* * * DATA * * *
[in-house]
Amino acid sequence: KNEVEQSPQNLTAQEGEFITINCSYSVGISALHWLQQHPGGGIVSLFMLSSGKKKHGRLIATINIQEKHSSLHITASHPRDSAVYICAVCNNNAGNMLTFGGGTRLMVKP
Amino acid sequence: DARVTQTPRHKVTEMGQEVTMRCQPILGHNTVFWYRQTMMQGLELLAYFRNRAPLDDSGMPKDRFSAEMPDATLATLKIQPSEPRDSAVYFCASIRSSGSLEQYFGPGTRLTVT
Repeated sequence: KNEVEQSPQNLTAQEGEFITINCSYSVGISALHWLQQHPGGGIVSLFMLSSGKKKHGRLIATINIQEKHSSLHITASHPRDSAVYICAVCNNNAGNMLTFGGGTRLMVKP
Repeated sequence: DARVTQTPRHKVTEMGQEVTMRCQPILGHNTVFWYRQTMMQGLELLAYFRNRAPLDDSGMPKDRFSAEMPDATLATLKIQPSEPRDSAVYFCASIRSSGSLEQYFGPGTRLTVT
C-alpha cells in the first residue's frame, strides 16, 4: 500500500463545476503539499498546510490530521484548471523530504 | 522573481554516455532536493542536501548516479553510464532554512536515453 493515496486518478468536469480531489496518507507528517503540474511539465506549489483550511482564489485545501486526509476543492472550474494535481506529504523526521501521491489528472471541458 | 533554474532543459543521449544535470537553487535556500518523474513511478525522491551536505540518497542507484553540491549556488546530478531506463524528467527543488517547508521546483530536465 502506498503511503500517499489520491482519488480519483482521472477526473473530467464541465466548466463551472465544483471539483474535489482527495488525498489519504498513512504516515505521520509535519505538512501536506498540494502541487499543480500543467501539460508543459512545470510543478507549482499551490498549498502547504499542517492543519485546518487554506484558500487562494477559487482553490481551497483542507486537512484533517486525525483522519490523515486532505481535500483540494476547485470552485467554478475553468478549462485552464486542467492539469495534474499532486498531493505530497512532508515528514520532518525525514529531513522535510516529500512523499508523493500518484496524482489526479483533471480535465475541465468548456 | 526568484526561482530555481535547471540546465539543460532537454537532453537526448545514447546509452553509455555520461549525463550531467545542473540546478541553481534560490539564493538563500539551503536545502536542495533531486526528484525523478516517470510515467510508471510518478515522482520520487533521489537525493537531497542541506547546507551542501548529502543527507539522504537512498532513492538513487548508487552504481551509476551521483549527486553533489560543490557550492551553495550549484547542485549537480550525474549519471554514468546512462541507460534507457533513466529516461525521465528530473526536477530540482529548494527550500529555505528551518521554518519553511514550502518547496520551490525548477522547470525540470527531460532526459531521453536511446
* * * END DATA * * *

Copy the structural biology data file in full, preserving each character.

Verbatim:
[in-house]
Amino acid sequence: KNEVEQSPQNLTAQEGEFITINCSYSVGISALHWLQQHPGGGIVSLFMLSSGKKKHGRLIATINIQEKHSSLHITASHPRDSAVYICAVCNNNAGNMLTFGGGTRLMVKP
Amino acid sequence: DARVTQTPRHKVTEMGQEVTMRCQPILGHNTVFWYRQTMMQGLELLAYFRNRAPLDDSGMPKDRFSAEMPDATLATLKIQPSEPRDSAVYFCASIRSSGSLEQYFGPGTRLTVT
Repeated sequence: KNEVEQSPQNLTAQEGEFITINCSYSVGISALHWLQQHPGGGIVSLFMLSSGKKKHGRLIATINIQEKHSSLHITASHPRDSAVYICAVCNNNAGNMLTFGGGTRLMVKP
Repeated sequence: DARVTQTPRHKVTEMGQEVTMRCQPILGHNTVFWYRQTMMQGLELLAYFRNRAPLDDSGMPKDRFSAEMPDATLATLKIQPSEPRDSAVYFCASIRSSGSLEQYFGPGTRLTVT
C-alpha cells in the first residue's frame, strides 16, 4: 500500500463545476503539499498546510490530521484548471523530504 | 522573481554516455532536493542536501548516479553510464532554512536515453 493515496486518478468536469480531489496518507507528517503540474511539465506549489483550511482564489485545501486526509476543492472550474494535481506529504523526521501521491489528472471541458 | 533554474532543459543521449544535470537553487535556500518523474513511478525522491551536505540518497542507484553540491549556488546530478531506463524528467527543488517547508521546483530536465 502506498503511503500517499489520491482519488480519483482521472477526473473530467464541465466548466463551472465544483471539483474535489482527495488525498489519504498513512504516515505521520509535519505538512501536506498540494502541487499543480500543467501539460508543459512545470510543478507549482499551490498549498502547504499542517492543519485546518487554506484558500487562494477559487482553490481551497483542507486537512484533517486525525483522519490523515486532505481535500483540494476547485470552485467554478475553468478549462485552464486542467492539469495534474499532486498531493505530497512532508515528514520532518525525514529531513522535510516529500512523499508523493500518484496524482489526479483533471480535465475541465468548456 | 526568484526561482530555481535547471540546465539543460532537454537532453537526448545514447546509452553509455555520461549525463550531467545542473540546478541553481534560490539564493538563500539551503536545502536542495533531486526528484525523478516517470510515467510508471510518478515522482520520487533521489537525493537531497542541506547546507551542501548529502543527507539522504537512498532513492538513487548508487552504481551509476551521483549527486553533489560543490557550492551553495550549484547542485549537480550525474549519471554514468546512462541507460534507457533513466529516461525521465528530473526536477530540482529548494527550500529555505528551518521554518519553511514550502518547496520551490525548477522547470525540470527531460532526459531521453536511446